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Sustainable or not, making the case for a better environment

Sustainable or not, making the case for a better environment

Contracting group business used to be all about room rate, F&B events, location and space availability. Now we can add to RFP requirements the following stipulation: “Confirmation of at least 15% of the program must be procured from local suppliers using sustainable methods.” Challenging times these are, and getting even more so with social and environmental contractual stipulations many clients’ board of directors now require. Sourcing suppliers who meet these criteria is becoming easier, but by no means a sure thing. I see this practice only becoming stronger, and hotels need to be prepared to answer the question, “What impact does a clients’ business have on the community and environment?” The answer requires documented confirmation, not just sales’ assurances and promises.

Large companies with significant leverage may find it more and more difficult to enter into leveraged volumes when a growing percentage of spend goes local. Still, ever growing but small-volume specialists are more nimble and have better access to the local, sustainable, diverse and community driven supplies, affecting at times the ability to drive leverage, and even more often the raw cost of products purchased.

Our contracting partners and suppliers are actually responding to this need for information quite well, but the waters are murky when it comes to truly defining the terms. What really is “local” anyway? Grown, farmed or caught within 100 miles? 200? A state or country? Because it is local, does that mean quality of product is less important, or will menus be first chosen on locality and then on group preference? This may be an easy sell in California, but not every locality is blessed with such a market basket of variety 12 months of the year.
 
Does “sustainable” mean it is self supporting? What about the human impact — ist it sustaining a community of people or just the wild resource? Farmed fish or ranched, which is better? Every one of these questions has follow up questions worth asking.

I am a huge advocate of sustainable fishing and farming, but there again the definitions confound. Our company launched a comprehensive global strategy of sustainable seafood this past June. It became quite clear early on that there were many organizations with identical goals but different interpretations of what sustainable seafood is, and which species met their definitions.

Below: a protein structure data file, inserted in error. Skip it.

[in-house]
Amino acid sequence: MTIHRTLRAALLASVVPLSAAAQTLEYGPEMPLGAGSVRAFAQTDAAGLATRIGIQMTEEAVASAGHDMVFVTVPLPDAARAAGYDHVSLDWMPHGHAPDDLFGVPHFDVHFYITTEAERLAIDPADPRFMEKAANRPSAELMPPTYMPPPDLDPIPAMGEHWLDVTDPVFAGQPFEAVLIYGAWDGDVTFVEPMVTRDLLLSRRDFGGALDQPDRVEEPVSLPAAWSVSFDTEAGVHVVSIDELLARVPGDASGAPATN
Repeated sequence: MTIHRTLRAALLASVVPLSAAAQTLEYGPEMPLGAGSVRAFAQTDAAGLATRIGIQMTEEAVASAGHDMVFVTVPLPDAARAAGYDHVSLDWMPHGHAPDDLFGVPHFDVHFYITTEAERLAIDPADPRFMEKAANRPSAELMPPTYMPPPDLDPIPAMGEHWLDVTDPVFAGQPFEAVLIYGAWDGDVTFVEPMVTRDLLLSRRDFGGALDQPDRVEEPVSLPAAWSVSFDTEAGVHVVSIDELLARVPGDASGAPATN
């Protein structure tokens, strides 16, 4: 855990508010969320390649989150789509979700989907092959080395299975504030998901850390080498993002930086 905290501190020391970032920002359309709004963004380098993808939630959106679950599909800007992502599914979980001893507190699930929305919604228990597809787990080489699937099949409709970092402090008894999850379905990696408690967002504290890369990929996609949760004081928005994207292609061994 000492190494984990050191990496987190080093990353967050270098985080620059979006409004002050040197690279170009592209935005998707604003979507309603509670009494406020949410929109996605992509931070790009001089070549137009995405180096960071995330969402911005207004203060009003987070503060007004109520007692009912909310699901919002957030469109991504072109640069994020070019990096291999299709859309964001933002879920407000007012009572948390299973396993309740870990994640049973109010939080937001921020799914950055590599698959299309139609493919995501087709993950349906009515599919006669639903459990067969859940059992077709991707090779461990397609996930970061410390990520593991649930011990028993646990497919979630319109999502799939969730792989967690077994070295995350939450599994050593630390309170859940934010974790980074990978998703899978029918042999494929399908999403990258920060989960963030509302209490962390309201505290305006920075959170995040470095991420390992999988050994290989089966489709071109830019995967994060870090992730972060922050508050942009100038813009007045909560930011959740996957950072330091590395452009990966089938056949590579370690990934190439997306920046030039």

Sifting through the wealth of information produced by the big NGOs, the primary idea always was to provide global strategy with relevant guidance useful to properties on a local scale. Secondly, flipping the switch to 100% sustainable has potential cost implications, which is undeniably always a consideration. Communicated properly and transparently, however, hotels can reap healthy returns through a transparent picture of product sourcing principles. Finally, look for endorsing third parties who qualify.

Hotel chefs and suppliers can work together on these challenges to find solutions. Here is what I recommend as a start:

 

  1. Communicate to all suppliers the necessity of product source data. Most suppliers are actively informed and will often have items readily available.

  2. Look for pre-existing examples of products identifiable as local, sustainable, etc.

  3. Establish tiered goals to activate easy wins, establishing a communicable dialogue of defensible examples.

  4. Menu engineer offerings to identify the most popular items and then cross reference to see if any of those items can be converted to responsibly sourced items capable of carrying a premium price to offset cost.

  5. Guests are increasingly logo adverse and look for information beyond just an icon. Communicate through server dialogue and subtle menu descriptions.

  6. Understand that levels of interest vary. Be cautious of overly “educational” messaging or idealistic or seemingly activist viewpoints.

    Sustainable approaches are here to stay. Striking the balance of profit and knowledgeable sourcing will continue to be a major component of the hospitality business. Transparent and supportive supply chain management provides the foundation to profitably manage both.

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